According to the legend, Robert the Bruce lay inside a cave. He was tired, and ready to give up all hope. He noticed a spider overhead about to weave her web. He watched, as she worked with great care. Six times she tried to throw her thread from one edge of the cave wall to the other. Six times her thread fell short. "Poor thing," said Robert the Bruce. "You, too, know what it's like to fail six times in a row."
But the spider did not lose hope, and made ready to try for a seventh time. Robert the Bruce watched, fascinated. She swung herself out upon a slender line, and this time the thread was carried safely to the cave wall and fastened there.
"Yes!" cried Robert the Bruce. "I, too, will try a seventh time!"
He gathered his army together, giving hope to the discouraged people of Scotland. June 23 – 24, 1314, The Battle of of Bannockburn was fought and won by Robert the Bruce and his army, who were greatly outnumbered by the English army.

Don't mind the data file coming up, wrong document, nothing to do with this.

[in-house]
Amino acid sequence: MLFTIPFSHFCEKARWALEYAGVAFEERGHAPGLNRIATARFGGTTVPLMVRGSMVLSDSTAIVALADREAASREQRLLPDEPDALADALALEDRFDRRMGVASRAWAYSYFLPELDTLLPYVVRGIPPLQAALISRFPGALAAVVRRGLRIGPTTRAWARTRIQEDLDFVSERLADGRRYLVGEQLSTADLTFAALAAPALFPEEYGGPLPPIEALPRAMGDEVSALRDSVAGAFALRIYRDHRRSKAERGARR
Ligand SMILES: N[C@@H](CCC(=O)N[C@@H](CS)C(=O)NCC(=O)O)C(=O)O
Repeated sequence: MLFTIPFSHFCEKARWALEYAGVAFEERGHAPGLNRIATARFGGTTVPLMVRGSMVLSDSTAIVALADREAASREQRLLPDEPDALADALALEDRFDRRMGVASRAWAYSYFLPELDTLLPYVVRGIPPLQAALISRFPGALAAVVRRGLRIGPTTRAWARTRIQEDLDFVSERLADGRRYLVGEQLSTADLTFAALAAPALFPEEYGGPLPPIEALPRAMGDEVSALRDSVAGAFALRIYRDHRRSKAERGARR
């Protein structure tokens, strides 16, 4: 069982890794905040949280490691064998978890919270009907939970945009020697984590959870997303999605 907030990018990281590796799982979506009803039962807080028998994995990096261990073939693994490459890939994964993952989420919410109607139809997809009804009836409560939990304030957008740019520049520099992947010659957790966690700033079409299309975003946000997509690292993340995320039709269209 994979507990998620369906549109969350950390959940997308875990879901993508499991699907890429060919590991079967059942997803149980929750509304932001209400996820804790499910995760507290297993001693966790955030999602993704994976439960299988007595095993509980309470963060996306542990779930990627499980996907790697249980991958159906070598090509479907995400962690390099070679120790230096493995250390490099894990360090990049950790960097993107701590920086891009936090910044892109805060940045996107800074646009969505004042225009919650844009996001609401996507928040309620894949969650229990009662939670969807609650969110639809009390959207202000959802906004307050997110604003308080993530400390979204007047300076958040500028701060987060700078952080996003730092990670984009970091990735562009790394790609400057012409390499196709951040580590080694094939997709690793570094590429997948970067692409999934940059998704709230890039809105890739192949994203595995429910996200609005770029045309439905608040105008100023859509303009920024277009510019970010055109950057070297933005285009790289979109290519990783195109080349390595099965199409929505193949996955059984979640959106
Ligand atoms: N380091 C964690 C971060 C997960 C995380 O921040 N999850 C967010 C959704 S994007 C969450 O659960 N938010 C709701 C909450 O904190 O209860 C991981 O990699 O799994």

King Henry II was forced to return to England, but despite Bannockburn and the capture of the final English stronghold at Berwick in 1318, Edward II still refused to give up his claim to the overlordship of Scotland. In 1320, the Scottish magnates and nobles submitted the Declaration of Arbroath to Pope John XXII, declaring that Robert was their rightful monarch and asserting Scotland’s status as an independent kingdom. In 1324 the Pope recognized Robert as king of an independent Scotland, and in 1326 the Franco-Scottish alliance was renewed in the Treaty of Corbeil. In 1327, the English deposed Edward II in favour of his son, Edward III, and peace was temporarily concluded between Scotland and England with the Treaty of Edinburgh-Northampton, by which Edward III renounced all claims to sovereignty over Scotland.
To this day, the victory and independence of Scotland is traced to a spider who kept trying again and again to spin her web in a cave, and inspired the King of Scotland, Robert the Bruce.
I hope you enjoyed reading about Robert the Bruce and the Spider!